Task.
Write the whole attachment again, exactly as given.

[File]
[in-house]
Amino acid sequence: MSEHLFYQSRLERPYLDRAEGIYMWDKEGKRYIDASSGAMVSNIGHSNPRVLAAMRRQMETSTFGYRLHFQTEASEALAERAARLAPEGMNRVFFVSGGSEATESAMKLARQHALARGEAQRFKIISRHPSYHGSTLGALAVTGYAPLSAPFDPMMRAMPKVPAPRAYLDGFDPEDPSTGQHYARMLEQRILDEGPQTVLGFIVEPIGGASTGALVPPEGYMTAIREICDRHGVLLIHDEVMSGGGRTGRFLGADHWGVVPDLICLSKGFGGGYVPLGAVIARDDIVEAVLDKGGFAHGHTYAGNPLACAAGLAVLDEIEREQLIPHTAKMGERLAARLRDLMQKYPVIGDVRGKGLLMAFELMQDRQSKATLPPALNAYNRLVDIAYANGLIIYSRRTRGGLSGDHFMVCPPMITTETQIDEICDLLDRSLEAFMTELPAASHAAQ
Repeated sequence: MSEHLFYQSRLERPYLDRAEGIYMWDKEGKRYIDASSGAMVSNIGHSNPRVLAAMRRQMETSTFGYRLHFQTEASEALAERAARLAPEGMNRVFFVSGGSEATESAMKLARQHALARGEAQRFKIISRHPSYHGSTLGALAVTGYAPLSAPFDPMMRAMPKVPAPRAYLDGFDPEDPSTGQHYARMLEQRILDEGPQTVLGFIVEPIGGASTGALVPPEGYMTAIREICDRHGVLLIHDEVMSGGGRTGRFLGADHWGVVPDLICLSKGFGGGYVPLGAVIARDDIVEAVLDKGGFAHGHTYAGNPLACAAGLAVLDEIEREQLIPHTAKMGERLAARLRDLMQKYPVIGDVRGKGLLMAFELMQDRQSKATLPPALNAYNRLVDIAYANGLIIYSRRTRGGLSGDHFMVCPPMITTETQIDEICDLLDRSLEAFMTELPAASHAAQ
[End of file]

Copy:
[in-house]
Amino acid sequence: MSEHLFYQSRLERPYLDRAEGIYMWDKEGKRYIDASSGAMVSNIGHSNPRVLAAMRRQMETSTFGYRLHFQTEASEALAERAARLAPEGMNRVFFVSGGSEATESAMKLARQHALARGEAQRFKIISRHPSYHGSTLGALAVTGYAPLSAPFDPMMRAMPKVPAPRAYLDGFDPEDPSTGQHYARMLEQRILDEGPQTVLGFIVEPIGGASTGALVPPEGYMTAIREICDRHGVLLIHDEVMSGGGRTGRFLGADHWGVVPDLICLSKGFGGGYVPLGAVIARDDIVEAVLDKGGFAHGHTYAGNPLACAAGLAVLDEIEREQLIPHTAKMGERLAARLRDLMQKYPVIGDVRGKGLLMAFELMQDRQSKATLPPALNAYNRLVDIAYANGLIIYSRRTRGGLSGDHFMVCPPMITTETQIDEICDLLDRSLEAFMTELPAASHAAQ
Repeated sequence: MSEHLFYQSRLERPYLDRAEGIYMWDKEGKRYIDASSGAMVSNIGHSNPRVLAAMRRQMETSTFGYRLHFQTEASEALAERAARLAPEGMNRVFFVSGGSEATESAMKLARQHALARGEAQRFKIISRHPSYHGSTLGALAVTGYAPLSAPFDPMMRAMPKVPAPRAYLDGFDPEDPSTGQHYARMLEQRILDEGPQTVLGFIVEPIGGASTGALVPPEGYMTAIREICDRHGVLLIHDEVMSGGGRTGRFLGADHWGVVPDLICLSKGFGGGYVPLGAVIARDDIVEAVLDKGGFAHGHTYAGNPLACAAGLAVLDEIEREQLIPHTAKMGERLAARLRDLMQKYPVIGDVRGKGLLMAFELMQDRQSKATLPPALNAYNRLVDIAYANGLIIYSRRTRGGLSGDHFMVCPPMITTETQIDEICDLLDRSLEAFMTELPAASHAAQ